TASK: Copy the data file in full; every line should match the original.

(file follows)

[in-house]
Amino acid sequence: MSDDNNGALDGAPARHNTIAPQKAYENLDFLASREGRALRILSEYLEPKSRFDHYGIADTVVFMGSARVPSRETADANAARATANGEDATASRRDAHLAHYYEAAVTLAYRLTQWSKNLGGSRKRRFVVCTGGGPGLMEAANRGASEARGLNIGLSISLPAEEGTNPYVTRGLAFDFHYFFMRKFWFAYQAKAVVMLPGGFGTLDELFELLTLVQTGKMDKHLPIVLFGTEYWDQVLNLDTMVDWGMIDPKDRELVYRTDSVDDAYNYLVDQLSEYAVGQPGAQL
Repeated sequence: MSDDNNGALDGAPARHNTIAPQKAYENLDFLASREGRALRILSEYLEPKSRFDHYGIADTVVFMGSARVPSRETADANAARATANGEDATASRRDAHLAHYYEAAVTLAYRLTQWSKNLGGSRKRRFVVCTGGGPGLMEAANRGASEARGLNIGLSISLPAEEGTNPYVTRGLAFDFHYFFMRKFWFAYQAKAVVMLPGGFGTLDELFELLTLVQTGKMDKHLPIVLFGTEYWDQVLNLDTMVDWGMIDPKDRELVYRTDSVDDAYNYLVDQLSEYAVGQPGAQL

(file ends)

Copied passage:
[in-house]
Amino acid sequence: MSDDNNGALDGAPARHNTIAPQKAYENLDFLASREGRALRILSEYLEPKSRFDHYGIADTVVFMGSARVPSRETADANAARATANGEDATASRRDAHLAHYYEAAVTLAYRLTQWSKNLGGSRKRRFVVCTGGGPGLMEAANRGASEARGLNIGLSISLPAEEGTNPYVTRGLAFDFHYFFMRKFWFAYQAKAVVMLPGGFGTLDELFELLTLVQTGKMDKHLPIVLFGTEYWDQVLNLDTMVDWGMIDPKDRELVYRTDSVDDAYNYLVDQLSEYAVGQPGAQL
Repeated sequence: MSDDNNGALDGAPARHNTIAPQKAYENLDFLASREGRALRILSEYLEPKSRFDHYGIADTVVFMGSARVPSRETADANAARATANGEDATASRRDAHLAHYYEAAVTLAYRLTQWSKNLGGSRKRRFVVCTGGGPGLMEAANRGASEARGLNIGLSISLPAEEGTNPYVTRGLAFDFHYFFMRKFWFAYQAKAVVMLPGGFGTLDELFELLTLVQTGKMDKHLPIVLFGTEYWDQVLNLDTMVDWGMIDPKDRELVYRTDSVDDAYNYLVDQLSEYAVGQPGAQL